An impostor the world craves listening to

An impostor the world craves listening to

Your boss asked you to speak, to present on stage. You grabbed it, didn’t want to miss out on an opportunity. Maybe this would lead to the next promotion, you never know.

But that was last week.

Now you think that you have nothing good to say, you think that you’re an impostor, everything that you’ve done up until this point is just because of luck. Whoops, they are going to find out soon, you think.

To prep, you watch other people speaking. You think that you can speak about the topic more eloquently, maybe more thorough and clearer. You know what questions everyone has in their minds, and in this talk, you’re watching, the presenter just doesn’t get it.

But as you try to put your thoughts together, structure it together, answer those audience questions you thought you knew well, the bridges collapse and now you’re in the middle of an island. Worse, it’s a no man’s land.

Where you don’t know who you are anymore, and not sure why these people should be listening to your presentation tomorrow.

So you gave up, you stuff your slides with bullet points to guarantee your delivery (noooo!). After all, if you’ve just read from the slides for an hour, no one can blame you. Your boss can’t fire you, you did the work!

But you know deep down inside, you have much more to say, you can help more people, but you’re at lost on how to start, how to practice the presentation, how to practice to be a better you?

If you’ve felt this before? Then welcome to the gang, I’ve felt like an impostor every minute of my life. You’re not alone. But just by being able to access the internet, you are way ahead than everybody else on this planet. And your experience, your stories, your insight matters.

Speak your mind. It may help one other person, it may help a large group of people, or it may just save a life.
Speak your mind, because you can definitely beat that fear of being misunderstood. Don’t let it paralyzed you.
Speak your mind, serve the world by not acting small, and everybody will listen closely.

Speak.

Do your worst. Just. Do.

Do your worst. Just. Do.

They say do your best. Whatever you do, do your best.

Everyone says it again and again, so it must be right. But what if I told you it’s misleading. The most important part of the phrase lies in the very first word.

 

Do.

 

Don’t just sit there. Do.

Refrain from thinking, or planning, or strategizing. Just. Do.

Do put up your hands for speaking up, do volunteer to speak at your local meetups, do practice your talk in front of a mirror.

 

In fact, doing your worst is better than doing your best because best implies perfection, but perfection is the enemy of progress. The enemy of doing.

If you start doing, I promise you those butterflies in your stomach will start to fly in formation. One by one.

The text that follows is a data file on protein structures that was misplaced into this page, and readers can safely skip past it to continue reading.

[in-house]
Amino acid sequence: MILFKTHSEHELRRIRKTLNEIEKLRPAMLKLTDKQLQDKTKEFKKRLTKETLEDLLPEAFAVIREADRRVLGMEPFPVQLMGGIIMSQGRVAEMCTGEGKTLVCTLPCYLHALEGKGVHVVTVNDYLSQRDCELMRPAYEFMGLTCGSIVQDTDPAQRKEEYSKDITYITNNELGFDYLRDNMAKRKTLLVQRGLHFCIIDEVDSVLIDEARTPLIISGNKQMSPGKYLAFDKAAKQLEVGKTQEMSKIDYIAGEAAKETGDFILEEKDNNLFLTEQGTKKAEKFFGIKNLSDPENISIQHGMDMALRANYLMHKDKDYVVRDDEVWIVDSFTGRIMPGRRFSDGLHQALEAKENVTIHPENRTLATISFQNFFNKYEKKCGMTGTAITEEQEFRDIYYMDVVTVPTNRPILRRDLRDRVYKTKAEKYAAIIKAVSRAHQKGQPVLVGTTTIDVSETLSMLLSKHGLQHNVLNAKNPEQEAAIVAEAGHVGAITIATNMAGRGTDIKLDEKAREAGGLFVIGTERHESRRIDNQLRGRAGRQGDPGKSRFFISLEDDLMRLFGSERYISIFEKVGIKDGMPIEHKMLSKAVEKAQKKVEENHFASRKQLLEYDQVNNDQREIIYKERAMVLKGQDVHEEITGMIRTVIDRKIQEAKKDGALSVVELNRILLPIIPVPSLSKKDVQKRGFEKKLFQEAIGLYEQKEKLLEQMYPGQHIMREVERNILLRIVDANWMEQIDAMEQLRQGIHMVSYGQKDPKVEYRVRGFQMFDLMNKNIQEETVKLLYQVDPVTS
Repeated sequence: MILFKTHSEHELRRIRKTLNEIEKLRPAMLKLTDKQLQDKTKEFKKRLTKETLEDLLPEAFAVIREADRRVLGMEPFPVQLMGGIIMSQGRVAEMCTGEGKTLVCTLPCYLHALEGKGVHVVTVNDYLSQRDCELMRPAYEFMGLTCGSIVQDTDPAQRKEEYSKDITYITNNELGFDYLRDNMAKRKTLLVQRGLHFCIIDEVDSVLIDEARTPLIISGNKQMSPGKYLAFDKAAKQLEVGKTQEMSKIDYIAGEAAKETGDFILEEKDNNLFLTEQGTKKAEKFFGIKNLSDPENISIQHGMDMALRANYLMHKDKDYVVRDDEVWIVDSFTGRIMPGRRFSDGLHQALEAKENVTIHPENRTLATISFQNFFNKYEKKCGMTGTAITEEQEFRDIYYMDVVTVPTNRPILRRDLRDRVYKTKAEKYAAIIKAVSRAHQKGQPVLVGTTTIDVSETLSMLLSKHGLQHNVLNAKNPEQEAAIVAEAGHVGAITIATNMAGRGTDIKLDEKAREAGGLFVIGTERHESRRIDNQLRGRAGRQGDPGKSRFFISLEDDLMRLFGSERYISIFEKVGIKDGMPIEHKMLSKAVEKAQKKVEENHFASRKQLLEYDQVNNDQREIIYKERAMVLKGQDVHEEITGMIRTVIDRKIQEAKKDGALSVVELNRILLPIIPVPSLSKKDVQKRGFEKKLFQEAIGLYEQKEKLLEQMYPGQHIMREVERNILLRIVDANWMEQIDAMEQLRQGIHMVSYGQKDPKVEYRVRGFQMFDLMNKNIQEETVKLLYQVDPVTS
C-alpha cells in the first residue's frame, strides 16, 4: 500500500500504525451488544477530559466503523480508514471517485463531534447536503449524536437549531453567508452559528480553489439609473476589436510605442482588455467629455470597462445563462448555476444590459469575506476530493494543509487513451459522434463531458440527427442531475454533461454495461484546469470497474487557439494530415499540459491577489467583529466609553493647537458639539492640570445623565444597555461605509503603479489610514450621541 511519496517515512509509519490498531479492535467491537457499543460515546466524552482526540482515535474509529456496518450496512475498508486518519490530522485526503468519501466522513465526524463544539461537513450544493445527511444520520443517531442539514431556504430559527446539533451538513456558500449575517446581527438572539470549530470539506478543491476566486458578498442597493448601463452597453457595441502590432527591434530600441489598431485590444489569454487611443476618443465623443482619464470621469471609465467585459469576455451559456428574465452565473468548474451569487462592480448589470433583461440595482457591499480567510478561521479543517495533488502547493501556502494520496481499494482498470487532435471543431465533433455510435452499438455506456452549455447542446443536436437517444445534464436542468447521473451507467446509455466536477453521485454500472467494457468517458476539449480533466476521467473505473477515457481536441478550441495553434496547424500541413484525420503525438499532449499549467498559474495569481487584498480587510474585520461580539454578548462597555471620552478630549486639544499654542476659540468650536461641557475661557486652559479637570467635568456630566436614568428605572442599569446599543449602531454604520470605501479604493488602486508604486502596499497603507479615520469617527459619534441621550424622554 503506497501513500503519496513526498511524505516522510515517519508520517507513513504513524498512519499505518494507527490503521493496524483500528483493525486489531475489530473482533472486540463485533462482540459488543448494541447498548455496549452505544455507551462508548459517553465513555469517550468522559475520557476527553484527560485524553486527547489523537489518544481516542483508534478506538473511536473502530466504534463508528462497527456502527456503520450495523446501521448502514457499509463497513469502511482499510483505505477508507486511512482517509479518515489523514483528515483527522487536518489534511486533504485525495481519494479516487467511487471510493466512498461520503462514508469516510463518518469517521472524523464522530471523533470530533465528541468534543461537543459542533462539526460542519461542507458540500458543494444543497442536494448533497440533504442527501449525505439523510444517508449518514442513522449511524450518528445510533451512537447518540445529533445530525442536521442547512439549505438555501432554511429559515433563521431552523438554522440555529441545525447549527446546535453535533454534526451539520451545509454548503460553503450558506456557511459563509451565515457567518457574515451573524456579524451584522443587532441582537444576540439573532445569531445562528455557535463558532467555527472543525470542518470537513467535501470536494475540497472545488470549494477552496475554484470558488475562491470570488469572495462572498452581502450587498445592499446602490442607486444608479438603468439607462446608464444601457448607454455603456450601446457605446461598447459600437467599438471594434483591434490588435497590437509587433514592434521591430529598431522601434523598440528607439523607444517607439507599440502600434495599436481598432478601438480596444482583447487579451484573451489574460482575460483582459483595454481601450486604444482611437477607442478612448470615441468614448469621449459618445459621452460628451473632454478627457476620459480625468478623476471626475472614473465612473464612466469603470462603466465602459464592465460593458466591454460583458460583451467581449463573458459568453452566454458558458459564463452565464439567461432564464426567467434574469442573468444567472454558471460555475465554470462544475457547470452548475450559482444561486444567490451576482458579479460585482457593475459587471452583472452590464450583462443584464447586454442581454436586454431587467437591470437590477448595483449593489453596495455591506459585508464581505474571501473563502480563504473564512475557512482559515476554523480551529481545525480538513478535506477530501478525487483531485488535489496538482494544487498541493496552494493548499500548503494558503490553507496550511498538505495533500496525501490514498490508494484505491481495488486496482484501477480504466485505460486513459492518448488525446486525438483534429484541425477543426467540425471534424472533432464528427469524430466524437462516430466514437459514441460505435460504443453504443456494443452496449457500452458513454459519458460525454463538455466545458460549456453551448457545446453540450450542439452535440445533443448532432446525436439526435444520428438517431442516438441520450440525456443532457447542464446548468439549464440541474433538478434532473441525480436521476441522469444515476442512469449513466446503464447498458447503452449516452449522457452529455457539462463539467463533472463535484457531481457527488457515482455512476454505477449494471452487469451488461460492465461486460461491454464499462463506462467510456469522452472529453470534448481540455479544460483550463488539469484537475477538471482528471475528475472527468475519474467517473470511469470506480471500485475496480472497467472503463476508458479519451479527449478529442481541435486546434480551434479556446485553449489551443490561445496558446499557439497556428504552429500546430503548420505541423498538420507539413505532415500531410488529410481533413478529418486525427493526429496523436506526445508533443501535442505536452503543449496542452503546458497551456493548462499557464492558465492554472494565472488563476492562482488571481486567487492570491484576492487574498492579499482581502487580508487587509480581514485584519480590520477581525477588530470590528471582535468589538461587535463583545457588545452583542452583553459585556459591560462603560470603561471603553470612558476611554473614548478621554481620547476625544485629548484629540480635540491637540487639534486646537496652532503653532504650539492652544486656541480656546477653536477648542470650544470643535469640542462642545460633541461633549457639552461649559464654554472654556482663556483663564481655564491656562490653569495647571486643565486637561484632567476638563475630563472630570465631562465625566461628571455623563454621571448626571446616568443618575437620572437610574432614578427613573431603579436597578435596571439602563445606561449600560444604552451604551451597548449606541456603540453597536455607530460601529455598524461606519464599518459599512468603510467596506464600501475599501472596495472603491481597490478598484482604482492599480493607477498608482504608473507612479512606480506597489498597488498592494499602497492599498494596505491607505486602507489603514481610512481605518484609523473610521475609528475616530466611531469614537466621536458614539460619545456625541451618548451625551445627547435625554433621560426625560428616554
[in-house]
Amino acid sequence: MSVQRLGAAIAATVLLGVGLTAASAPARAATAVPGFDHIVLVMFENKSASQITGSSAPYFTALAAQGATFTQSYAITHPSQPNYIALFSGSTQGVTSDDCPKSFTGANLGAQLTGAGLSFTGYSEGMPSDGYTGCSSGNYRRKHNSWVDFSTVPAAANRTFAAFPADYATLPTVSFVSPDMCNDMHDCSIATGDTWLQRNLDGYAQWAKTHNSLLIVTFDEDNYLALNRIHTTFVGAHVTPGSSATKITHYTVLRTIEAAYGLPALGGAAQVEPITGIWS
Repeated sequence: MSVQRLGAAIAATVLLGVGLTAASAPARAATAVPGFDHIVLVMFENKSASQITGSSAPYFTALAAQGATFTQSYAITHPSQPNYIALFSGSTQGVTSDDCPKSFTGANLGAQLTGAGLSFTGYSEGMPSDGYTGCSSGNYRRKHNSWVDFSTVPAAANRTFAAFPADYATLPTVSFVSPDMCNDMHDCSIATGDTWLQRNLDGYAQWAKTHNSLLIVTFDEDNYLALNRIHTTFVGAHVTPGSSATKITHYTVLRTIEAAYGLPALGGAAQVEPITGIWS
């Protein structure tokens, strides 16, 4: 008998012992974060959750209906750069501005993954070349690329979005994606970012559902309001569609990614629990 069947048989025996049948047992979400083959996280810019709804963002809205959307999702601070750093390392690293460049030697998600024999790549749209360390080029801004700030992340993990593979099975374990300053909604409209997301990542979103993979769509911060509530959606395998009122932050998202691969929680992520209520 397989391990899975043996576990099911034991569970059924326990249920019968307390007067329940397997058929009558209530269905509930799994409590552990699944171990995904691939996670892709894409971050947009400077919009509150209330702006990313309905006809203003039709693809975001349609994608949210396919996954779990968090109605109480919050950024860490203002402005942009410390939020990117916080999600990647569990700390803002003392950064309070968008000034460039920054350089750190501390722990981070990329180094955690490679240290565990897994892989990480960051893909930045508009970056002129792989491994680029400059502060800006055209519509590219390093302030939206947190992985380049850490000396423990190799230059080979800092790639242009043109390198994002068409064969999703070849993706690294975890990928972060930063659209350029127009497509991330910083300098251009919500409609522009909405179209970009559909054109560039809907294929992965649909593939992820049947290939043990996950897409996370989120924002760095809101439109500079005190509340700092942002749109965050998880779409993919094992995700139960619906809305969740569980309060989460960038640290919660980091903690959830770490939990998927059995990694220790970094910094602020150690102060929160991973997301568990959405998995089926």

What have you been putting off in favour of thinking?

Do you think grammar is the problem?

Do you think grammar is the problem?

Last week I was talking to a friend about his presentations, and I asked him what’s the next thing he’d like to work on to improve his talk.

“I think it’s my grammar. I need better grammar”, he said. English is not his first language.

“Better grammar to speak? But I can understand you just fine.”, I said.

He shook his head, he told the story of him nervously presenting his dissertation in front of his supervisors, and how much anxiety it caused him.

“Why grammar?”

He said he wanted to articulate himself better. Focusing on grammar allows him to do that.

 

“Really?”

 

Yesterday I had a Swedish lesson. I’ve tried so many times to learn it and I constantly failed. In the past, I’ve asked the teachers to focus more on grammar. I need to know that I’m saying the right things.

I don’t want to be misunderstood. I hate being misunderstood.

When people ask me how long I’ve been in Sweden, I either said four months or four years. It depends.

With this new teacher, I told her that I want to listen and speak, no need for much grammar lessons. I just want to speak Swedish in a safe environment, so I would speak knowing that I would be misunderstood.

 

Grammar is tricky, grammar is hard to master, but don’t let that distract you from working on your actual presentation.

Going through your own presentation, polishing the stories and structuring your thoughts is tougher. Because then you have to fix your own logic, your own mind.

And there are no rules of grammar to help guide you. You have to make those rules yourself.

And if you don’t fix it, your presentation won’t make sense to others, since it doesn’t make sense to you.

 

Don’t get distracted. It’s not grammar, my friend.